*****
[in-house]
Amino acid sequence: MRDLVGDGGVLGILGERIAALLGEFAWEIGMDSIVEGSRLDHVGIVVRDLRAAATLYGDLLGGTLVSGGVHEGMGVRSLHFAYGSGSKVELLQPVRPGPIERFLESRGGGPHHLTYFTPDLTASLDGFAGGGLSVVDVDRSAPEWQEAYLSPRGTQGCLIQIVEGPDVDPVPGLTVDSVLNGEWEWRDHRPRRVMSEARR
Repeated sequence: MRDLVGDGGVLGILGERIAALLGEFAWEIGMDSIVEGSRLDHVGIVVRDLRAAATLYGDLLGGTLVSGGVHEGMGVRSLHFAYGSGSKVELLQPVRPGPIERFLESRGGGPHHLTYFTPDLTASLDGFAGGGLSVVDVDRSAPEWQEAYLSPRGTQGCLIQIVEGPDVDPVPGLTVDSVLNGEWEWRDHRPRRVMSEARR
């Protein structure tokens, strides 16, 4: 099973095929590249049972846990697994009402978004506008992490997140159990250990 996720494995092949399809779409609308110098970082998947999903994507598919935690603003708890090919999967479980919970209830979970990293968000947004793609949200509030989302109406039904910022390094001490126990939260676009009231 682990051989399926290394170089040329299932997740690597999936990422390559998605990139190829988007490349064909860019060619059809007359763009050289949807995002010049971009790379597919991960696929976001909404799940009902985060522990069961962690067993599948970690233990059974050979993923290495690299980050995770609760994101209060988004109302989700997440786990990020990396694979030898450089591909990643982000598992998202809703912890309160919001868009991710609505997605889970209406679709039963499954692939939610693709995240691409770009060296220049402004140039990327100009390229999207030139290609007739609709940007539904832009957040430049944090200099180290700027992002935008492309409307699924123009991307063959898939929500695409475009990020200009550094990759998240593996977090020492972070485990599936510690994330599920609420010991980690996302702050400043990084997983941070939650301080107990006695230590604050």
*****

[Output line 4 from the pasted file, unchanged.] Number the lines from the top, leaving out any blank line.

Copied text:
């Protein structure tokens, strides 16, 4: 099973095929590249049972846990697994009402978004506008992490997140159990250990 996720494995092949399809779409609308110098970082998947999903994507598919935690603003708890090919999967479980919970209830979970990293968000947004793609949200509030989302109406039904910022390094001490126990939260676009009231 682990051989399926290394170089040329299932997740690597999936990422390559998605990139190829988007490349064909860019060619059809007359763009050289949807995002010049971009790379597919991960696929976001909404799940009902985060522990069961962690067993599948970690233990059974050979993923290495690299980050995770609760994101209060988004109302989700997440786990990020990396694979030898450089591909990643982000598992998202809703912890309160919001868009991710609505997605889970209406679709039963499954692939939610693709995240691409770009060296220049402004140039990327100009390229999207030139290609007739609709940007539904832009957040430049944090200099180290700027992002935008492309409307699924123009991307063959898939929500695409475009990020200009550094990759998240593996977090020492972070485990599936510690994330599920609420010991980690996302702050400043990084997983941070939650301080107990006695230590604050």